Among the Fungus

How a “forest-hating hermit” came to love doing fieldwork in the woods.

Image of Lili Randolph in the forest with a walking stick.

This summer, I conducted research on the forked fungus beetle (Bolitotherus cornutus) at the Mountain Lake Biological Station in Pembroke, Virginia.

Generally, my workday consisted of doing fieldwork from 6:30 a.m. to 1:30 p.m. and working on my experiment from 1:30 p.m. until as late as 6 p.m.

In the mornings, I gallivanted around the woods looking at fungus brackets growing on logs and snags containing populations of beetles while recording data.

In the afternoons, I spent my time collaborating with a University of Virginia graduate student, Clara Stahlmann Roeder, on her dissertation. She is testing to see if there is a winner/loser effect among male forked fungus beetles, which occurs when a beetle’s chance of winning a fight is directly affected by their recent defeat or victory in a previous battle.

In other species, it has been demonstrated that recent victors have a higher chance of winning and losers will have a lower chance of winning after they have
just fought. However, this phenomenon had yet to be tested among our study species.

The experiment that I created examines whether neutral male beetles can detect whether another individual has won or lost a fight through chemical cues.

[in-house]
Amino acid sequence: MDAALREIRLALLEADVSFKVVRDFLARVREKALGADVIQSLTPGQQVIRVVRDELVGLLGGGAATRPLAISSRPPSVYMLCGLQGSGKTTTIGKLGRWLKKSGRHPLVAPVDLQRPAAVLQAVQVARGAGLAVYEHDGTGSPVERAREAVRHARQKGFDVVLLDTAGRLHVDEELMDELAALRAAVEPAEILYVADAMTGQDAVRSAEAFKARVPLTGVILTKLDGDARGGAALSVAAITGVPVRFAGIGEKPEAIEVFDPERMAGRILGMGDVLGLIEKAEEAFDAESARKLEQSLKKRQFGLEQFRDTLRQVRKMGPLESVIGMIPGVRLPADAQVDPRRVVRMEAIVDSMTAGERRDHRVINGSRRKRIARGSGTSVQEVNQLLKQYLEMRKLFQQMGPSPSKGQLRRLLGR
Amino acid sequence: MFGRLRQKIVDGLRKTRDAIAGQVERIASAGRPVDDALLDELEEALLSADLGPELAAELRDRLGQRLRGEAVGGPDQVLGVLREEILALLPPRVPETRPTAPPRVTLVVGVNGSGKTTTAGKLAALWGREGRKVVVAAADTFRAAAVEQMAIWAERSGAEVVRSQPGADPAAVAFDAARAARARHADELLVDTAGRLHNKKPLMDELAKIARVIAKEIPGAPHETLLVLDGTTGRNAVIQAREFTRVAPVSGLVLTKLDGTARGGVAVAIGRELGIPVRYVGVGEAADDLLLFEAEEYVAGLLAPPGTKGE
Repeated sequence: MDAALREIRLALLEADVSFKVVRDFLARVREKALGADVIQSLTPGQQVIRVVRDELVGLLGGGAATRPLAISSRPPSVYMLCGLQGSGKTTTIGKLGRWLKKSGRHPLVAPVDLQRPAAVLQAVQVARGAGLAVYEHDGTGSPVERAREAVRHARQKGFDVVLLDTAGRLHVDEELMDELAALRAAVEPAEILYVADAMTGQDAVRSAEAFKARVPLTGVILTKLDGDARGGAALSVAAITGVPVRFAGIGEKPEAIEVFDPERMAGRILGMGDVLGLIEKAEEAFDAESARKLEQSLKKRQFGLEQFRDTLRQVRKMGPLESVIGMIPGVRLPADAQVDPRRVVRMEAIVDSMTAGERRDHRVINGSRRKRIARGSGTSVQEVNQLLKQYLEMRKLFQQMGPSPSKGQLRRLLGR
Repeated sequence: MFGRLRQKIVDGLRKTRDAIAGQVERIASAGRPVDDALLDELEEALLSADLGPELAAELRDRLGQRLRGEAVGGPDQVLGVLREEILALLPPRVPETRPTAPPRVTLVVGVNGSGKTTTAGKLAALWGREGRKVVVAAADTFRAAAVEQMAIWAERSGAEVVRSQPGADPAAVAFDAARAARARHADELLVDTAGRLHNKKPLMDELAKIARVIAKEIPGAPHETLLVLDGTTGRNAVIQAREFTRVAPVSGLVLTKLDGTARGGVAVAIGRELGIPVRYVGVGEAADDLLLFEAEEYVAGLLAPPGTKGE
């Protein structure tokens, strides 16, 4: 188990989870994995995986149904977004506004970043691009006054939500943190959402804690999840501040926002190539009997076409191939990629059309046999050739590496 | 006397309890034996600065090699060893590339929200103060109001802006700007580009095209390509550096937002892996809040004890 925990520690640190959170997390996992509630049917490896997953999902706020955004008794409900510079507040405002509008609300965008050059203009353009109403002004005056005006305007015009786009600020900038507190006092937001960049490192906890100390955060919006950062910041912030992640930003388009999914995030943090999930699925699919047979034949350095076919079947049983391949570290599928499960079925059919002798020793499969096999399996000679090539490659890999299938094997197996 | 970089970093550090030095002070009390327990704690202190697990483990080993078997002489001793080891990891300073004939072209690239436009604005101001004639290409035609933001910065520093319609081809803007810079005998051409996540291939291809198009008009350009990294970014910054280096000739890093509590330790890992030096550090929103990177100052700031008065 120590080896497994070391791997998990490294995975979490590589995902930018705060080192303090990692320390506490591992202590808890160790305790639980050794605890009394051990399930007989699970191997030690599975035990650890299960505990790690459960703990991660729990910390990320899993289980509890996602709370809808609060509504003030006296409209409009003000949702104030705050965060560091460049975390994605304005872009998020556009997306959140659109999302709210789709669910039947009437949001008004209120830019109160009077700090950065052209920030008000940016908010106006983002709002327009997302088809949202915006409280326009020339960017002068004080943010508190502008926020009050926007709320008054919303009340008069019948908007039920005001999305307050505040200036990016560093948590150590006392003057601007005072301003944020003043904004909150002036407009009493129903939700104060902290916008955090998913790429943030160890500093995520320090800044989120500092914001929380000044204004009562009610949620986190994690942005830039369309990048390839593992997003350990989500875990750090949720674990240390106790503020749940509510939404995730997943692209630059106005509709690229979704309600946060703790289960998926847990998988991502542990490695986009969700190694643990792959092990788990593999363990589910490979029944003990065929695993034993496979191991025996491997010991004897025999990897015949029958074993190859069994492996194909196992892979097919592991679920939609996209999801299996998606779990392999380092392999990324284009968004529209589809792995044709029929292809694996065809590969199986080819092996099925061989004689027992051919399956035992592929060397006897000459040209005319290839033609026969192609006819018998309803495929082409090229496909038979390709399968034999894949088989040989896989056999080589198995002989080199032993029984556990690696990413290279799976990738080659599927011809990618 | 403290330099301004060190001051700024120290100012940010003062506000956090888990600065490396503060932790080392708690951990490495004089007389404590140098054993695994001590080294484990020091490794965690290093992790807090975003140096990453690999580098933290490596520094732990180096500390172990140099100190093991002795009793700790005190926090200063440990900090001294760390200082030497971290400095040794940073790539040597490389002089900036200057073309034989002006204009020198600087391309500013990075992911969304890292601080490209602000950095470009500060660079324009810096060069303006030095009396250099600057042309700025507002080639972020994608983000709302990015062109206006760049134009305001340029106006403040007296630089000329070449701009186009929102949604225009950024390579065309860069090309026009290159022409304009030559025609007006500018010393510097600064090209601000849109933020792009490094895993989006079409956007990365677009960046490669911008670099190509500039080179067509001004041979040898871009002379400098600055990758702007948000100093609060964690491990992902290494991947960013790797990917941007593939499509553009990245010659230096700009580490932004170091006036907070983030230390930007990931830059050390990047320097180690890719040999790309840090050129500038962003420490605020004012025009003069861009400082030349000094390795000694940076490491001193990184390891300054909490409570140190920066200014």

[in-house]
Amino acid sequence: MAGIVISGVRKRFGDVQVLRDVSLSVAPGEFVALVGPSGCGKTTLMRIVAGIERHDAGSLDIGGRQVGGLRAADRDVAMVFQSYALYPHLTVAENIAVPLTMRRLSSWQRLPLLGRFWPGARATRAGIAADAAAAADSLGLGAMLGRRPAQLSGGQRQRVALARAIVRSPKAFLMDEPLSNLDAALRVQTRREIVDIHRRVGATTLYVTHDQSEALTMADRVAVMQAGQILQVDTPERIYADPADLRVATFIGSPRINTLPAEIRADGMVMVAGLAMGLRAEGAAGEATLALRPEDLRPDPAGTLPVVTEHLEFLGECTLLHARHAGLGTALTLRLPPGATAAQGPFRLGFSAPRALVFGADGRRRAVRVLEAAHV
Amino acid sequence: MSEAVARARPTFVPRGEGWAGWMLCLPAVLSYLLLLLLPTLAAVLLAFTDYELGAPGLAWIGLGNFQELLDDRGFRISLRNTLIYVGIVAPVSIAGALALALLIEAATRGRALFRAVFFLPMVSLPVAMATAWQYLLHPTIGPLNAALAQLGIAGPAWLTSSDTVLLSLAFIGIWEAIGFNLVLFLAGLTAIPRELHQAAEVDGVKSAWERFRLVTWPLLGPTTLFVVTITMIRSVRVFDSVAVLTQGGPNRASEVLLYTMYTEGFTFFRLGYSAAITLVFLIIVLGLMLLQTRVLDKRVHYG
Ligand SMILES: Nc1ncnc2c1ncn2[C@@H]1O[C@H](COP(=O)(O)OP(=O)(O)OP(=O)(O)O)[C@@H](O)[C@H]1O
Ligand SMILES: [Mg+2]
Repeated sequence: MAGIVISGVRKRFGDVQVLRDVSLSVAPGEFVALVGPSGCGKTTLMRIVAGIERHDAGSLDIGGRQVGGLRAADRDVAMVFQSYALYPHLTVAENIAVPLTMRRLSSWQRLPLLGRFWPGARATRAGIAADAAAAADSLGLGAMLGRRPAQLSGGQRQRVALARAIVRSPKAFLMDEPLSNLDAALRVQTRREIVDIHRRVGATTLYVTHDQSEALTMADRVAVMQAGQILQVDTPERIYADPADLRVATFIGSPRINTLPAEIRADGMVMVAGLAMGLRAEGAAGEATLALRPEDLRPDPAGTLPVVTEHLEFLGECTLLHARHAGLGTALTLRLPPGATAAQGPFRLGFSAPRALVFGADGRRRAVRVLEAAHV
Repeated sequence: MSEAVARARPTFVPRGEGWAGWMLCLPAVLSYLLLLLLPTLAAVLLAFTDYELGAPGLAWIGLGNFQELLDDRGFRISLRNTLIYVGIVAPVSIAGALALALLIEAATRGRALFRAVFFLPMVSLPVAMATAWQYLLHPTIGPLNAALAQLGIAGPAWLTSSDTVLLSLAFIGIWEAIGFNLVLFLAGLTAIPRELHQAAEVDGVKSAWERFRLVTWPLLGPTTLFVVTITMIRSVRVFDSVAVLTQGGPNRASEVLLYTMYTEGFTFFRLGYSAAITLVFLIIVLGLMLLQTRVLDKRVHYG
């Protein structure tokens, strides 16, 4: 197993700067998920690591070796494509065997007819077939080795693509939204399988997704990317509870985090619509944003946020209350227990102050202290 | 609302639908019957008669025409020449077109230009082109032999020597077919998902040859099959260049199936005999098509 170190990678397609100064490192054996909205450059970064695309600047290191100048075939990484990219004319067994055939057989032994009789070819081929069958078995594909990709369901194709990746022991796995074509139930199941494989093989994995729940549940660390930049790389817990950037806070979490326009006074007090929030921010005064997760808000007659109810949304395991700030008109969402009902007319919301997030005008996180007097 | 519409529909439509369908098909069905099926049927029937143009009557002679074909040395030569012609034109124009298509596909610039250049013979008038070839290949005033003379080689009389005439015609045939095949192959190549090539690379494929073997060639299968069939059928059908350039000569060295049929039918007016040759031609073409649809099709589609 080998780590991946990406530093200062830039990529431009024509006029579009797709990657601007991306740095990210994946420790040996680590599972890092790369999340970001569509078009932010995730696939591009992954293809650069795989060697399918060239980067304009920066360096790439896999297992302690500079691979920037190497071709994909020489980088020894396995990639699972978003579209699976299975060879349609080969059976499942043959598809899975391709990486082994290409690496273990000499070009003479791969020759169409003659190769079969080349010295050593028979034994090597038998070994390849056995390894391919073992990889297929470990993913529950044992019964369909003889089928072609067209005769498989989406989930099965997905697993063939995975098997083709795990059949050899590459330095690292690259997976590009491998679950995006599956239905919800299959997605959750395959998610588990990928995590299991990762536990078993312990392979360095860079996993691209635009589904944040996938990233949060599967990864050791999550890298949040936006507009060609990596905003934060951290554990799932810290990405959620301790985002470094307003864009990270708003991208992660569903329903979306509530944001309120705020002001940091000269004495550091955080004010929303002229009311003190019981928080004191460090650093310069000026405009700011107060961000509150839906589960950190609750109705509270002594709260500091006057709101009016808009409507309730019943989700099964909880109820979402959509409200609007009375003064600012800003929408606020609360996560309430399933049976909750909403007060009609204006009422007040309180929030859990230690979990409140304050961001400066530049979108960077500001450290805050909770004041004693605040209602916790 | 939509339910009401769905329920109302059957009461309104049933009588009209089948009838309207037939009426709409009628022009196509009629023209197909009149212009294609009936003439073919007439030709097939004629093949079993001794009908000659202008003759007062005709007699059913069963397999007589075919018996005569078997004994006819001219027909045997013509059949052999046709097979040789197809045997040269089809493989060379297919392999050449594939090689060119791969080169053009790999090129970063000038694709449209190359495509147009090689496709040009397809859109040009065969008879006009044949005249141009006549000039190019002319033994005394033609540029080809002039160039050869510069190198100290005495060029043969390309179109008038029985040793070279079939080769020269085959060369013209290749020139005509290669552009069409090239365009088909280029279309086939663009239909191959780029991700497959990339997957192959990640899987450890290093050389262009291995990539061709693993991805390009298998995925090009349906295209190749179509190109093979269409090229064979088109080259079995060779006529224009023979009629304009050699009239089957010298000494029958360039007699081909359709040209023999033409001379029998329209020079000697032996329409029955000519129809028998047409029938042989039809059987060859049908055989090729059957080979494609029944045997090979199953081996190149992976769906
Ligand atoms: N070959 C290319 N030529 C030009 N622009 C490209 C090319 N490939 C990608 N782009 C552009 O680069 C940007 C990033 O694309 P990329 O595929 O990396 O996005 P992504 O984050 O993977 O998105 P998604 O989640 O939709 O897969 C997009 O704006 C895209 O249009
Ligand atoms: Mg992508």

Before arriving at the station, I was studying abroad in the city of Granada, Spain, where everything was within walking distance and the only green space was a park. The thought of transitioning from that to living on the top of a mountain where the closest town was a 30-minute drive away was … intimidating.

I generally think of heavily wooded areas as being full of creepy crawlies like ticks, spiders, and mosquitoes—all of which I have an intense aversion to. The few days leading up to my arrival at Mountain Lake were filled with packing, purchasing After Bite, and worrying about my future living in wooded isolation as a forest-hating hermit.

To my surprise and delight, I had a rich social life interacting with all the brilliant scientists working here and found that there really weren’t as many mosquitoes as I’d imagined.

Being at Mountain Lake gave me the opportunity to connect with nature more deeply as I learned to appreciate the beautiful landscape around me, all the different species that live here, and the amount of complexity involved in studying them.